FINRA Rule 4511 requires each member firm to make and preserve books and records in
conformity with applicable FINRA rules and Exchange Act Rules 17a-3 and 17a-4.
Exchange Act Rule 17a-4(b)(4) requires firms to preserve records relating to
communications concerning the firm’s business. A registered representative who enters
inaccurate information into a firm’s books and records violates FINRA Rules 4511 and
O.N. Equity’s written supervisory procedures expressly prohibited its registered
representatives from having customers sign blank or partially completed documents.
Wesselt was aware of these procedures and he signed annual compliance certifications on
three occasions, attesting that he understood the firm’s procedures. Wesselt had also
previously been terminated from his prior employer for allowing a customer to sign a
Nonetheless, during his tenure at O.N. Equity, employees in Wesselt’s office engaged in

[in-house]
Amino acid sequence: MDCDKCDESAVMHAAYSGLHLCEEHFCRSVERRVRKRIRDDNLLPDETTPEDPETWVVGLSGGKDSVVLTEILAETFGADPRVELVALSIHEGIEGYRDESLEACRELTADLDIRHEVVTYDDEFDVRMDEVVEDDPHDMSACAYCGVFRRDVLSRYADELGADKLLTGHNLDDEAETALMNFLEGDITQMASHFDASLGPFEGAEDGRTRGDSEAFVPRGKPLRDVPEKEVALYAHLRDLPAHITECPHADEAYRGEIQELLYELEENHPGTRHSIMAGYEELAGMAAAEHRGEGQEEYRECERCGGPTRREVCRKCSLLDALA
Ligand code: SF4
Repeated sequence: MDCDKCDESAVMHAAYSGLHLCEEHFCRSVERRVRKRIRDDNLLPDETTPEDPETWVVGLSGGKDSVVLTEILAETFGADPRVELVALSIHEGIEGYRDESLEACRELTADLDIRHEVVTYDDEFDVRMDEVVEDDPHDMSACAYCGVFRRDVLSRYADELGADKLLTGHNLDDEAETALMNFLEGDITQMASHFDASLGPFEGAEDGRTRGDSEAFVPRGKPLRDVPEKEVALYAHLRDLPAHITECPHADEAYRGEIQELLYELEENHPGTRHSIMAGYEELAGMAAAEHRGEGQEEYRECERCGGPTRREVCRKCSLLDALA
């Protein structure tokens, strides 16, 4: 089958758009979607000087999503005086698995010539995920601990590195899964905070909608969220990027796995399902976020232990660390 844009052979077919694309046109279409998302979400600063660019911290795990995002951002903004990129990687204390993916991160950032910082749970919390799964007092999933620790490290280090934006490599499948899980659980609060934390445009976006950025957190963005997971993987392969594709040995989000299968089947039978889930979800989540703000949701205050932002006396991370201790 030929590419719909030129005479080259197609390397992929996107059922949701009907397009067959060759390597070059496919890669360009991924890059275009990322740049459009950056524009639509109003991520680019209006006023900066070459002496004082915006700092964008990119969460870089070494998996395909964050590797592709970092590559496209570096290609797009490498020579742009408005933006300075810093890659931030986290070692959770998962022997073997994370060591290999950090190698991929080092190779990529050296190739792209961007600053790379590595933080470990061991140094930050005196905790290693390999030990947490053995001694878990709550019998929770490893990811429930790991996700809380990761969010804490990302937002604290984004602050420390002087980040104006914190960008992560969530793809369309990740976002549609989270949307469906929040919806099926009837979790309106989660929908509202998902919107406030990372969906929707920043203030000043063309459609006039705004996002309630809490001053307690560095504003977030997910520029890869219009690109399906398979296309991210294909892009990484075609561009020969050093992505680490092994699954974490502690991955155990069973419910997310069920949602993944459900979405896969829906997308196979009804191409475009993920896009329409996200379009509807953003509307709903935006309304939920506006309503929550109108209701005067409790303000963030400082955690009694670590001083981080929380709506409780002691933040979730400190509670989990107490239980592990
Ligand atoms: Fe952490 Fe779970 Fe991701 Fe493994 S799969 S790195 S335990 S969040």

a practice of obtaining customer signatures on blank or incomplete forms at Wesselt’s
direction. The forms included, among others, new account agreements and variable
annuity withdrawal request forms. Wesselt directed his staff to send or provide partial documents or forms, or signature pages, to customers with instructions to sign and return
the document. The forms were then completed by Wesselt or his staff and submitted to
O.N. Equity or the variable annuity company for processing. As a result of this practice,
many of Wesselt’s customers did not have the opportunity to read important disclosures